First-Year Seminar: Music and Downtown, New York, 1950-1970

Music and Downtown, New York, 1950-1970

This course will explore the history, interconnections, and simultaneous flourishing of four distinct music communities that inhabited and shaped downtown New York during two particularly rich decades in American culture: Euro-American experimentalists; African American jazz-based avant-garde; blues and folk revivalists; and Lower East Side rock groups. Much of the course will be devoted to understanding their points of convergence and divergence, especially in conversation with broader currents of the time (e.g., the Civil Rights Movement and related notions of freedom, shifting youth subcultures, and avant-garde aesthetics). We will read about and listen to recordings of a wide variety of musicians, identify aesthetic and cultural trends, and study the local industry that supported them. Student research, interpretation, and writing will be stressed throughout the semester.!wesmaps_page.html?crse=011500&term=1139

First-Year Seminar Program (FYS)

Dear Class of 2018,


As you have no doubt deduced, my name is Andrew Curran. I’m Dean of Arts and Humanities and the Director of Curricular Initiatives at Wesleyan. Welcome to Wesleyan !


I’m writing today to let you know about the First-Year Seminar Program (FYS), which has been designed with you in mind.


Here is the description of the program.


First-year seminars (FYS) will introduce students to a variety of topics ranging from Greek myth to neuroscience. Some of these classes treat a specific thinker (e.g., Kafka); others provide a sweeping introduction into an interdisciplinary area of study that may be new to first-year students (e.g., animal studies). All of these classes, however, will emphasize the importance of writing at the university level. Students in first year seminars will become familiar with the methods used to collect, interpret, analyze, and present evidence as part of a scholarly argument. Faculty teaching these classes will also highlight the type of writing associated with their respective disciplines, and help students develop, compose, organize, and revise their writing. All first-year seminars will have a series of written assignments, and will feature oral or written feedback on student writing; many will also employ peer-mentoring and writing tutors. FYSs are limited to 15 students.


No matter what your major or interests are, the ability to write well is absolutely key to your success here. From Dance to Physics, expressing yourself clearly, concisely, and eloquently is something best mastered early, as opposed to in your senior year.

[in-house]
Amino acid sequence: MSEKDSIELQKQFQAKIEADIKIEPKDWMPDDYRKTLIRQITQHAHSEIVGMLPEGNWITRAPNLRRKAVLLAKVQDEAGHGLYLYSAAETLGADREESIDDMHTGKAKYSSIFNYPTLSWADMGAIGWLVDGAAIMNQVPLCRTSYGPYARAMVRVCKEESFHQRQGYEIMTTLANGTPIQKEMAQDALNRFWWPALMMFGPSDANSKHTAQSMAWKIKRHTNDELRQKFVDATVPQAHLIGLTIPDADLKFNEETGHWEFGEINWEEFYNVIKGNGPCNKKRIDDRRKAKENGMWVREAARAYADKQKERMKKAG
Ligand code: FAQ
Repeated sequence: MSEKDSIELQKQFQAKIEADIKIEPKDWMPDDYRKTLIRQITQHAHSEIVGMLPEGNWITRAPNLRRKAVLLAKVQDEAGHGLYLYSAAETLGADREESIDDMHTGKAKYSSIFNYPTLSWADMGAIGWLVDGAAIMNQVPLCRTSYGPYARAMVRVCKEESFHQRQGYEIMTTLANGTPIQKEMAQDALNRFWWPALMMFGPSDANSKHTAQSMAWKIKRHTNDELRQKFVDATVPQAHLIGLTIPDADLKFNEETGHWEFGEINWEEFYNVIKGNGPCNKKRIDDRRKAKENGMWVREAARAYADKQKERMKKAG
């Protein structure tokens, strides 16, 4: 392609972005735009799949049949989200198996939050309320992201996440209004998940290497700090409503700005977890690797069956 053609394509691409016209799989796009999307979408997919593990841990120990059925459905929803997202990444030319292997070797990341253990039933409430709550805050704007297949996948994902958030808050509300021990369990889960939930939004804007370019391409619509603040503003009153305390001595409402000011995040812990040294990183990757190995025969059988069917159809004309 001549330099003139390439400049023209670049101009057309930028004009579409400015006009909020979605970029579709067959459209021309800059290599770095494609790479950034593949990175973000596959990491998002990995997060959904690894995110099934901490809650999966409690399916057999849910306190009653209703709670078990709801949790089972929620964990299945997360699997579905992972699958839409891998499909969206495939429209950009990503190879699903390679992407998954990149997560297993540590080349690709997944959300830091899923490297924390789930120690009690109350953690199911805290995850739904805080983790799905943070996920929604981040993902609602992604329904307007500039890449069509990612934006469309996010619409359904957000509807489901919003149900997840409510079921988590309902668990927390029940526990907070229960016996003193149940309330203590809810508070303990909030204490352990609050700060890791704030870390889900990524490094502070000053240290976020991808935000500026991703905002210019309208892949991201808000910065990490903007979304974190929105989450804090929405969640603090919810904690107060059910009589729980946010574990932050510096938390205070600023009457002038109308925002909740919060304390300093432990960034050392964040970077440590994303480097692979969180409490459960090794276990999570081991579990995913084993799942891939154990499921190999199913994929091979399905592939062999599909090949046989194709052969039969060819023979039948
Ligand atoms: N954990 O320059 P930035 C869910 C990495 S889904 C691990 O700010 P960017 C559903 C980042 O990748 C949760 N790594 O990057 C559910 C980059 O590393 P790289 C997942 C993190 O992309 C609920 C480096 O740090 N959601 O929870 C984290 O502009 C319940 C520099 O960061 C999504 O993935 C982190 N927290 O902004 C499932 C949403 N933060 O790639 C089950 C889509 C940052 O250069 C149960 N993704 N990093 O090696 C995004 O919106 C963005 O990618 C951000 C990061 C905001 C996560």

I asked several students about what the FYS has done for them. Here is the best quote I got from a student:


“In the spring of my freshman year, I took an FYS on ‘Platonism, Pragmatism, and Existentialism.’  It was my first exposure to philosophy—and the first time I’d been expected to write weekly response papers. It was a great and ultimately satisfying experience to engage fully and critically with a text and not simply fall back on my ability to craft a sentence. The course forced me to write meaningfully—not simply well.”


And this same student told me to remind you of something else: 


“the first year at Wesleyan should be a time for exploration, for learning to live away from home and adapting to a new environment. My FYS helped me transition into college writing and the world of university academics. In a year that included many large introductory courses, my FYS provided me with a unique opportunity to take a small course with a professor who gave me personalized attention and improved my writing. This later allowed me to dive into any subject, course, major, program with confidence.”


Great advice.


You will see that there are many different types of FYS classes. The list of available classes is here on WESMAPS.


At Wesleyan, as you know, you are not required to take any specific class, but I would urge you all to take one of these FYS classes. As the students I have talked to put it, a little work now will pay off for years to come.


All the best to you,


Dean Andrew Curran


P.S. If you have any questions about registering for these classes, please discuss them with your Faculty Advisor, whom you will meet in the fall. The important thing now is to claim your class !!!


Andrew Curran

Dean of the Arts and Humanities

Director of Curricular Initiatives

Professor of French

Wesleyan University

Middletown, CT 06459



Welcome to Wesleyan from Dean Melendez!

As your class dean let me welcome you to Wesleyan!  I look forward to meeting you when you arrive on August 27th. 

If you are wondering what a class dean actually does my most important function is to ensure your progress towards graduation.  I also function as a repository, a source of information.  I have knowledge of resources on and off campus that will be helpful to your transition to college life but most important to the Wesleyan community.  With classmates, upper class students, staff and faculty from departments and offices on campus, we will coordinate and plan programs that are appropriate for first-year students.

wesleyan cardinal

So for now stay tuned to the Orientation websiteclass blog and emails from your class dean to guarantee a smooth transition. 

Remember Wesleyan students ask questions.

Enjoy your summer!